Child Shrink: Time for Games to Feature Exercise Ratings

As the gaming world continues to evolve further into the era of true interactive gaming, one child psychiatrist thinks it’s time for a new ratings system that informs consumers about a game’s ability to contribute to exercise.

Paul Ballas guest-authored a Wired article on the subject following an introduction to, among other things, Sony’s Move and Microsoft’s Kinect technology at this year’s E3 Expo. Ballas thinks that if videogame developers focused their efforts on creating games that also provided a cardiovascular workout, “there is a real chance of striking a blow against childhood obesity.”

To that end Ballas outlined the type of content descriptors he would like to see:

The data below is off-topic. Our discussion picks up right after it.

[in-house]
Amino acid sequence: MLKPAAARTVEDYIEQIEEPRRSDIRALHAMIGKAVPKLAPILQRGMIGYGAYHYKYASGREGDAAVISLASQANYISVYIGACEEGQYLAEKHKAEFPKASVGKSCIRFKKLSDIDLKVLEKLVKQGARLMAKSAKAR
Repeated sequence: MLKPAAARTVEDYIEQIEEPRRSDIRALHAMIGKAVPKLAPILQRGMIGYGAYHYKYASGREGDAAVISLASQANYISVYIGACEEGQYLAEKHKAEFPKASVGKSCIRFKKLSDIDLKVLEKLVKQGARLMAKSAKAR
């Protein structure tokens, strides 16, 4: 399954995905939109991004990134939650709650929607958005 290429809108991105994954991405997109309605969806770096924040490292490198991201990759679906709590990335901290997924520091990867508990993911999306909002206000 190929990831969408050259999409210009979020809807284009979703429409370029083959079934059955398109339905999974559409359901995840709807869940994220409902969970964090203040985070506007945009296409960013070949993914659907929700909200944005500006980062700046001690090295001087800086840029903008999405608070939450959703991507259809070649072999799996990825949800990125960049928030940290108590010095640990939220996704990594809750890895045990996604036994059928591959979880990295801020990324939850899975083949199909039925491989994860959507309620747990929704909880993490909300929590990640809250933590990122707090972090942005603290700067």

Similar to Food and Drug Administration-mandated labels on food, an exercise rating system could estimate the calories burned by the average person in an hour of gameplay. The label could range from Sedentary for lean-back, button-intensive shooting games to Active for games with a calorie-expenditure rate comparable to playing basketball.

 

Alternatively, an independent organization could estimate the minimum calories required to play a videogame per hour, and that rating could be put on the game’s label

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